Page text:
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MECH 372 / ENGR 372
Space Systems Design and Engineering II
 
Assignment #9 - Mechanisms Solutions
  
 
Objective: The purpose of this assignment is to ensure that you have grasped key qualitative (and some very minor quantitative) aspects of the lecture topics involving the introduction to machine elements and motion concepts.  
 
NOTE: There is no solution summary sheet for this assignment.

  

1. Using the Basic Kinematic Equation generates complicated expressions for different types of accelerations when considering motion from the point of view of a rotating frame.  What motivates us to use this complex form of the expression for acceleration?

The 2nd derivative of position with respect to a rotating frame can't be used with Newton's Law, since that Law is only applicable to non-rotating "inertial" frames.  However, we often prefer to think of vectors with respect to a rotating frame since it is more convenient for other reasons.  So - if we want to use derivatives with respect to rotating frames, we use the BKE to generate the other acceleration terms that must be accounted for in order to have an expression that is equivalent to the inertial acceleration.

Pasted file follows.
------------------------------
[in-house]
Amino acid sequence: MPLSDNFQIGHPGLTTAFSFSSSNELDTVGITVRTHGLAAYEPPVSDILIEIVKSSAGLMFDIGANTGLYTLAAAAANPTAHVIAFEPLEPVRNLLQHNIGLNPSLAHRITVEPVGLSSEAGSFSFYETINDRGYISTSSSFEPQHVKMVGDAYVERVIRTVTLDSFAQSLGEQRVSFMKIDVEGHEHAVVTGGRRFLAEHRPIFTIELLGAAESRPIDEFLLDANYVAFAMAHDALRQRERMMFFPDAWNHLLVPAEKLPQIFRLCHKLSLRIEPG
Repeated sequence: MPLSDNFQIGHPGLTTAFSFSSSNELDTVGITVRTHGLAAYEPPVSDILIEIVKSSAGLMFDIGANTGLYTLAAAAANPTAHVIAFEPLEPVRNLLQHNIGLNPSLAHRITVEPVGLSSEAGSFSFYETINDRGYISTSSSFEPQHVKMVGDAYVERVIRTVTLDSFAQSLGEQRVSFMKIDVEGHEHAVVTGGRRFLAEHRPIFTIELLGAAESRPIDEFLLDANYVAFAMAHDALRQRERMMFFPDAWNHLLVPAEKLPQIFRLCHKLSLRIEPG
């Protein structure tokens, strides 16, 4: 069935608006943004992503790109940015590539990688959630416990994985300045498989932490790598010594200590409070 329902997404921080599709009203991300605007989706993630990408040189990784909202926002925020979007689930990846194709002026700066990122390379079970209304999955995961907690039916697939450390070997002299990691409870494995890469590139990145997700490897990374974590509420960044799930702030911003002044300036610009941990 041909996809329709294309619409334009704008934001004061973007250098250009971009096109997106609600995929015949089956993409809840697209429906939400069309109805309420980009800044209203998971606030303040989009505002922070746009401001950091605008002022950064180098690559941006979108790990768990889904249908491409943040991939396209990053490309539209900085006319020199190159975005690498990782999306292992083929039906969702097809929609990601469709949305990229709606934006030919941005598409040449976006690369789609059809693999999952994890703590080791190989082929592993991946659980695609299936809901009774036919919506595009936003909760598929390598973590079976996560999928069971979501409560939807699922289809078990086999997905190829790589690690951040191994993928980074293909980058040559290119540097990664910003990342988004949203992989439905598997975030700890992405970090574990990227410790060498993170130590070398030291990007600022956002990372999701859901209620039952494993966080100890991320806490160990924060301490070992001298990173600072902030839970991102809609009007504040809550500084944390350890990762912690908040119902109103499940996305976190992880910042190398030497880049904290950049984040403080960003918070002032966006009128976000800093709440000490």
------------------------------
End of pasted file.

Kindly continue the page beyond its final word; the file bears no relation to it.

2. The precise form of Newton's 2nd Law is F=dp/dt, where p=mv and when differentiation is done with respect to an inertial frame.  For a constant mass system, the Law can be simplified to F=ma.  What is the simplified form of the Law for a system with varying mass and constant velocity? 

F=(dm/dt)*v

 

3.  Classify each of the following with one of the choices provided [note that the apostrophe, ', denote a derivative wrt time]:

   a.  a = dv/dt    [a kinematic relationship]   vs   [a dynamic relationship]

   b.  F = ma       [a kinematic relationship]   vs   [a dynamic relationship]

   c.  T = Iw'      [a kinematic relationship]   vs   [a dynamic relationship

   d.  x = r*cos(theta)       [a kinematic relationship]   vs   [a dynamic relationship]

   e.  mx'' + bx' + kx = F(t)     [linear equation]   vs   [nonlinear equation]

   f.  Ri+Li'=V(t)     [time invariant equation]   vs    [time-varying equation]

   g.  A 2nd order response with overshoot    [overdamped response]   vs   [underdamped response]

   h.  A 1st order system response   [sinusoidal]   vs   [exponential]

in the above equations, a is acceleration, v is velocity, t is time, F is force, m is mass, T is torque, I is inertia, w is angular velocity, b is damping coefficient, k is spring constant, x is position, R is resistance, i is current, L is inductance, r is magnitude of a position vector, theta is the angle of a position vector, and V is voltage.

 

4. What is mechanical advantage, and (in honor of the upcoming holiday season) explain how a nutcracker exploits this concept.

MA is force multiplication generated through the exploitation of the configuration of simple, passive mechanical devices.   

The nutcracker is a lever - you apply a small force (and large swing in motion) to the end of the lever, and the fulcrum (the lever's axis of rotation) converts this into a large force (and small swing in motion) at the mouth.  This cracks the nut.